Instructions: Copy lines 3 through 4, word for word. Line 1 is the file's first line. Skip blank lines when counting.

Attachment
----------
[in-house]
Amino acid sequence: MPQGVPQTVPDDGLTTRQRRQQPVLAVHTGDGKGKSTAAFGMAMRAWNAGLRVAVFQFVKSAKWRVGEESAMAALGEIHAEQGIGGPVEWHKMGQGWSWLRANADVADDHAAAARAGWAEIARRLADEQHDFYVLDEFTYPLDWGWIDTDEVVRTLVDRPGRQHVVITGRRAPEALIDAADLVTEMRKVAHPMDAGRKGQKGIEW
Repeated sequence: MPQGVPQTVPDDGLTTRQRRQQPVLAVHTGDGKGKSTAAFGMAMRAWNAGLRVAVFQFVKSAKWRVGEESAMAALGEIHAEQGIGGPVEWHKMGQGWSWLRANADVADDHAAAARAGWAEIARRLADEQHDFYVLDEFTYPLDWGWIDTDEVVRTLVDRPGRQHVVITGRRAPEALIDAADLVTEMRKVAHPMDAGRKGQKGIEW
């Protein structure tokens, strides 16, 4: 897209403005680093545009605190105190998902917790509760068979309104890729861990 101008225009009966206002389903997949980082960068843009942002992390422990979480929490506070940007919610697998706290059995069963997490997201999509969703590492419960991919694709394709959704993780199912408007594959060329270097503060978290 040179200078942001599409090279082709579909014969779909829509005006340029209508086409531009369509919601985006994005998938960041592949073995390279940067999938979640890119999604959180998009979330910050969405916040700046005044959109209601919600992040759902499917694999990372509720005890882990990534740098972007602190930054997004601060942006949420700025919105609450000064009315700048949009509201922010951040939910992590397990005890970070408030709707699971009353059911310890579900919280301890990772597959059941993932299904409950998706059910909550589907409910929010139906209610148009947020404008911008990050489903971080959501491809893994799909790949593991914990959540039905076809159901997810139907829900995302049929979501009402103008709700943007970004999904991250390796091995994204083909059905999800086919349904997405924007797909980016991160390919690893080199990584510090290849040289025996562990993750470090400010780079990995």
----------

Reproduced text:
Repeated sequence: MPQGVPQTVPDDGLTTRQRRQQPVLAVHTGDGKGKSTAAFGMAMRAWNAGLRVAVFQFVKSAKWRVGEESAMAALGEIHAEQGIGGPVEWHKMGQGWSWLRANADVADDHAAAARAGWAEIARRLADEQHDFYVLDEFTYPLDWGWIDTDEVVRTLVDRPGRQHVVITGRRAPEALIDAADLVTEMRKVAHPMDAGRKGQKGIEW
């Protein structure tokens, strides 16, 4: 897209403005680093545009605190105190998902917790509760068979309104890729861990 101008225009009966206002389903997949980082960068843009942002992390422990979480929490506070940007919610697998706290059995069963997490997201999509969703590492419960991919694709394709959704993780199912408007594959060329270097503060978290 040179200078942001599409090279082709579909014969779909829509005006340029209508086409531009369509919601985006994005998938960041592949073995390279940067999938979640890119999604959180998009979330910050969405916040700046005044959109209601919600992040759902499917694999990372509720005890882990990534740098972007602190930054997004601060942006949420700025919105609450000064009315700048949009509201922010951040939910992590397990005890970070408030709707699971009353059911310890579900919280301890990772597959059941993932299904409950998706059910909550589907409910929010139906209610148009947020404008911008990050489903971080959501491809893994799909790949593991914990959540039905076809159901997810139907829900995302049929979501009402103008709700943007970004999904991250390796091995994204083909059905999800086919349904997405924007797909980016991160390919690893080199990584510090290849040289025996562990993750470090400010780079990995």